Promising results in DRDC study on traumatic brain injury
Defence Research and Development Canada (DRDC) scientists are analyzing specific proteins in rats that help to measure the effects of traumatic injury on the brain.
Primary blast-induced mild traumatic brain injury (PbTBI) is an important topic of study because exposure to a blast is a potential hazard for many CAF members, both on exercise and during operations. Treating brain injury is a delicate but important task, and the effects of different types of trauma make this field extremely complex.
DRDC has a Blast Injury Program at the lab in the Suffield Research Centre in Alberta. The defence science teams there are learning more about the effects of primary blast waves on the brain.
“Primary blast consists of the pressure wave produced as the gases expand away from the detonation,” explains Yushan Wang, one of the defence scientists leading the project. “This ‘shock wave’ is characterized by an almost instantaneous increase in pressure, which lasts a few thousandths of a second. It is thought that at ‘far-field’ distances from the blast, where you are unlikely to be thrown or hit by projectiles, PbTBI may be caused by exposure to the blast wave.”
The long-term goal is to find a way to diagnose and treat primary blast-induced traumatic brain injury as early as possible. To do this, defence scientists are coming at the problem from all angles; behavioral, biochemical, molecular, and immunohistochemical testing are all part of the study.
Immunohistochemistry uses antibodies and a contrast-increasing microscope to study particular proteins in tissues that have faced stressors. The study used this method to analyze specific proteins that help to measure the effects on the brain. The increase or decrease in the levels of these proteins over time can help to demonstrate what happens in the brain after being exposed to a primary blast.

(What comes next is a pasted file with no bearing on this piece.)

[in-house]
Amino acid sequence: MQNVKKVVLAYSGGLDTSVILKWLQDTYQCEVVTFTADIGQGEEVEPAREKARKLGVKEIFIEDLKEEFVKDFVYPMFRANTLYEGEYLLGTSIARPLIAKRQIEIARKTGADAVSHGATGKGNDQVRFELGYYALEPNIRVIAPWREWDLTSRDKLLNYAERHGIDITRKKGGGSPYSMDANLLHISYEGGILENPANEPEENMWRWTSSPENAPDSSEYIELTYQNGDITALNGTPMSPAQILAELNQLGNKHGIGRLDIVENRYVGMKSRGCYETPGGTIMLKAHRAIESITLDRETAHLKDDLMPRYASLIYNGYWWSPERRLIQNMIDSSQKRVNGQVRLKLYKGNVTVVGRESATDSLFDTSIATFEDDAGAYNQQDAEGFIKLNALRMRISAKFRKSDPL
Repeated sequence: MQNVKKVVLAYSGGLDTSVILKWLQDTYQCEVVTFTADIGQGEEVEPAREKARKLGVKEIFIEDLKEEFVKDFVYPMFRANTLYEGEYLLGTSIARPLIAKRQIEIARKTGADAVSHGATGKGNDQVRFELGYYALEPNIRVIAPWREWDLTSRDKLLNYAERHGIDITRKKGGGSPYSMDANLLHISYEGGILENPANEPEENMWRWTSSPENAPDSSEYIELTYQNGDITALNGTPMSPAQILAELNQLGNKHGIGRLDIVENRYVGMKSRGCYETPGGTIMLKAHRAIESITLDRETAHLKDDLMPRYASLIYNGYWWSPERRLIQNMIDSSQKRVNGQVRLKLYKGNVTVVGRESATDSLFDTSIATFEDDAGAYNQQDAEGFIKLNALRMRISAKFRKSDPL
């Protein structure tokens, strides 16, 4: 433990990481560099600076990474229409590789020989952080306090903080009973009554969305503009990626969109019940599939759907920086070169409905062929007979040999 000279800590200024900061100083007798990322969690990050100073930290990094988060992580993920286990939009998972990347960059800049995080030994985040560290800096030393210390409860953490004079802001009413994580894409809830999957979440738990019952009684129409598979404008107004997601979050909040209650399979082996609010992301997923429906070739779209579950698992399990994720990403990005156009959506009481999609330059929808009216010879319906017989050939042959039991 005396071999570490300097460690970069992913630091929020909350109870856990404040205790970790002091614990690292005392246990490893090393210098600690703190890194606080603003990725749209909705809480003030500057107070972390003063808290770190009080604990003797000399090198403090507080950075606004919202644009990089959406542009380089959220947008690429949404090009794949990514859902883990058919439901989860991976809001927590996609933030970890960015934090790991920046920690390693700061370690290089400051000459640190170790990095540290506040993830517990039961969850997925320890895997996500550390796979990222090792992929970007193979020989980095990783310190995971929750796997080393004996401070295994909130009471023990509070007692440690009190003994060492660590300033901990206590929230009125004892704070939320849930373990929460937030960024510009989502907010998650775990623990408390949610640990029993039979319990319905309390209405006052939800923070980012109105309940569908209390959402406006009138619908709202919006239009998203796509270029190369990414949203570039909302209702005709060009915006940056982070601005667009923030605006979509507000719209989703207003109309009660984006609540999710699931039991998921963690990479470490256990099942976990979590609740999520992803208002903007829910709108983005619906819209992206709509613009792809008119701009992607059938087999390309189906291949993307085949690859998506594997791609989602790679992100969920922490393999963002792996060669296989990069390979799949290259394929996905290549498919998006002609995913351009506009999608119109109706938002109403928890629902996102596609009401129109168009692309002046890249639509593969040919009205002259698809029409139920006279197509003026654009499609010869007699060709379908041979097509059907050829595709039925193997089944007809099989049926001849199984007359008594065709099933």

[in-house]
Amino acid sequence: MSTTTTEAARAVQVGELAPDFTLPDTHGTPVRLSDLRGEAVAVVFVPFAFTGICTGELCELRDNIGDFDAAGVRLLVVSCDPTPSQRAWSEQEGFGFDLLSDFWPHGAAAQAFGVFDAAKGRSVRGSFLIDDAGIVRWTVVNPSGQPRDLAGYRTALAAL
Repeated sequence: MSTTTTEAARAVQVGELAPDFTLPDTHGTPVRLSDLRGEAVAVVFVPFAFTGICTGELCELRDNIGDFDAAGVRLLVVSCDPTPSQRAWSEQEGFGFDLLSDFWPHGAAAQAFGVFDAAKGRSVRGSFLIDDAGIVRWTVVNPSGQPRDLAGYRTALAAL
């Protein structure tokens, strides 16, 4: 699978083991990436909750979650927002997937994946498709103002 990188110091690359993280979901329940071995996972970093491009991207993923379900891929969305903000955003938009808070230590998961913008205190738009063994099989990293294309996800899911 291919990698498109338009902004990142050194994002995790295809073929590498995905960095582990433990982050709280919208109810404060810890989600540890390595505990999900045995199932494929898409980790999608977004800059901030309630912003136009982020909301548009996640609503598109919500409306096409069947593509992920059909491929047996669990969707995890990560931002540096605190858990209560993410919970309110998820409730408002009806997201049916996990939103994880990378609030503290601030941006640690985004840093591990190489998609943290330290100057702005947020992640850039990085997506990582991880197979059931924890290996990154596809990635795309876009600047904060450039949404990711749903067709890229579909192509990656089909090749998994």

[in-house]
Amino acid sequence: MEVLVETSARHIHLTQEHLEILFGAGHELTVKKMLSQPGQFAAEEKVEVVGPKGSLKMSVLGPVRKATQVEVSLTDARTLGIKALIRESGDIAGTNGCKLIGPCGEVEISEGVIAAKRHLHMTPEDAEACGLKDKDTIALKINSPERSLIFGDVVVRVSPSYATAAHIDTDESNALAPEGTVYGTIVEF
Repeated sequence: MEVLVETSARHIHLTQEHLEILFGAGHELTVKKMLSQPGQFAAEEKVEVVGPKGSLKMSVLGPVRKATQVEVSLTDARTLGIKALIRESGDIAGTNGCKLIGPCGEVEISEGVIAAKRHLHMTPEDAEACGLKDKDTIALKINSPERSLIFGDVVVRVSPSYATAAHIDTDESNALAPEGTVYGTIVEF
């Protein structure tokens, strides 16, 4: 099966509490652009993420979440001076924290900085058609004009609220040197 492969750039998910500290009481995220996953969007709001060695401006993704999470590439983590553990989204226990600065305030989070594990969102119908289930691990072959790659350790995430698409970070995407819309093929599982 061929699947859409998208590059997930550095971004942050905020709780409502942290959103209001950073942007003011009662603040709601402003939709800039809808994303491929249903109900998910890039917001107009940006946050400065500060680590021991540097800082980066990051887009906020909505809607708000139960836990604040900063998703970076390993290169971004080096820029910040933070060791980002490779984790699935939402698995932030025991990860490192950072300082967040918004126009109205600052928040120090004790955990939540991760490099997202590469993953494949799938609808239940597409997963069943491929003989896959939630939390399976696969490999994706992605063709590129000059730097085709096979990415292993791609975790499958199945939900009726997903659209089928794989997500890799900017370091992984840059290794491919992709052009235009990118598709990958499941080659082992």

The experiment consists of anaesthetizing experimental animals and exposing them to primary blast waves, the pressure of which is tightly controlled by the scientists. After exposure, the testing begins.
The rats were subjected to a number of behaviour tests designed to assess learning and memory, anxiety levels, mobility and balance ability – all of which are relevant to human brain injuries. Along with this, scientists used immunohistochemistry to look for changes in the brain itself.
The combination of these two techniques allows for more nuanced data on the actual effects of a primary blast on the brain. Noting the behavioral changes allows for a record of visible symptoms over time, and simultaneously analyzing the molecular activity shows researchers what’s going on in the brain. This method ideally will allow scientists to associate particular molecular patterns with specific symptoms.
By acquiring a better understanding of how the brain is affected by a primary blast, it’s hoped these studies will lead to new methods of treatment. Further research and experiments will be required – there is a long way to go between testing on animals and developing results applicable to humans.
“DRDC Scientists continue to provide tremendous research and support to help protect members of the Canadian Armed Forces,” says the CAF Surgeon General, Brigadier-General Hugh MacKay. “Their creative research approach will bring us a far better understanding of the potential effects of blast exposure.”
Although there is still a long road ahead, the study has so far cultivated promising results, which may one day benefit all Canadians.
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